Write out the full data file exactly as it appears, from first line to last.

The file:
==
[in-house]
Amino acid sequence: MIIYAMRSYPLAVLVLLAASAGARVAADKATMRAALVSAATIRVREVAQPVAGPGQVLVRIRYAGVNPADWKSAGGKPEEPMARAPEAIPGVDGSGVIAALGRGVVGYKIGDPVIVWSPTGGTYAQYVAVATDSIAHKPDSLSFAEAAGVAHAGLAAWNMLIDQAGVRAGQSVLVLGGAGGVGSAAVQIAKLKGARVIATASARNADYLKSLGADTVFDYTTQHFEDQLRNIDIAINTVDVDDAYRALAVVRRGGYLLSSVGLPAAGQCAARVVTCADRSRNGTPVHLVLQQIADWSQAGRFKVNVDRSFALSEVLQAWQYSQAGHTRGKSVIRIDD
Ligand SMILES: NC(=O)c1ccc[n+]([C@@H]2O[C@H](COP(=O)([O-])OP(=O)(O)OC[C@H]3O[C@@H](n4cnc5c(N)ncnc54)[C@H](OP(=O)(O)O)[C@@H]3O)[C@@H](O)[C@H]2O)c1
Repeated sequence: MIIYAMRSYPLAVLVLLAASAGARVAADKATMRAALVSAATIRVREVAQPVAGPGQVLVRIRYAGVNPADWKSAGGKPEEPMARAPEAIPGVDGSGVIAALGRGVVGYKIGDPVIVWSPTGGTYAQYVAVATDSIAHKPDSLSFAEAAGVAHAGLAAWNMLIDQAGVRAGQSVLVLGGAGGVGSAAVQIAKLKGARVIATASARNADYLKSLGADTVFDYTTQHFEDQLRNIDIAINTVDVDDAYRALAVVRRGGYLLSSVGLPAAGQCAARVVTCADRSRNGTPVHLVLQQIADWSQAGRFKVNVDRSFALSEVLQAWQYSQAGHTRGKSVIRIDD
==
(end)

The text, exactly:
[in-house]
Amino acid sequence: MIIYAMRSYPLAVLVLLAASAGARVAADKATMRAALVSAATIRVREVAQPVAGPGQVLVRIRYAGVNPADWKSAGGKPEEPMARAPEAIPGVDGSGVIAALGRGVVGYKIGDPVIVWSPTGGTYAQYVAVATDSIAHKPDSLSFAEAAGVAHAGLAAWNMLIDQAGVRAGQSVLVLGGAGGVGSAAVQIAKLKGARVIATASARNADYLKSLGADTVFDYTTQHFEDQLRNIDIAINTVDVDDAYRALAVVRRGGYLLSSVGLPAAGQCAARVVTCADRSRNGTPVHLVLQQIADWSQAGRFKVNVDRSFALSEVLQAWQYSQAGHTRGKSVIRIDD
Ligand SMILES: NC(=O)c1ccc[n+]([C@@H]2O[C@H](COP(=O)([O-])OP(=O)(O)OC[C@H]3O[C@@H](n4cnc5c(N)ncnc54)[C@H](OP(=O)(O)O)[C@@H]3O)[C@@H](O)[C@H]2O)c1
Repeated sequence: MIIYAMRSYPLAVLVLLAASAGARVAADKATMRAALVSAATIRVREVAQPVAGPGQVLVRIRYAGVNPADWKSAGGKPEEPMARAPEAIPGVDGSGVIAALGRGVVGYKIGDPVIVWSPTGGTYAQYVAVATDSIAHKPDSLSFAEAAGVAHAGLAAWNMLIDQAGVRAGQSVLVLGGAGGVGSAAVQIAKLKGARVIATASARNADYLKSLGADTVFDYTTQHFEDQLRNIDIAINTVDVDDAYRALAVVRRGGYLLSSVGLPAAGQCAARVVTCADRSRNGTPVHLVLQQIADWSQAGRFKVNVDRSFALSEVLQAWQYSQAGHTRGKSVIRIDD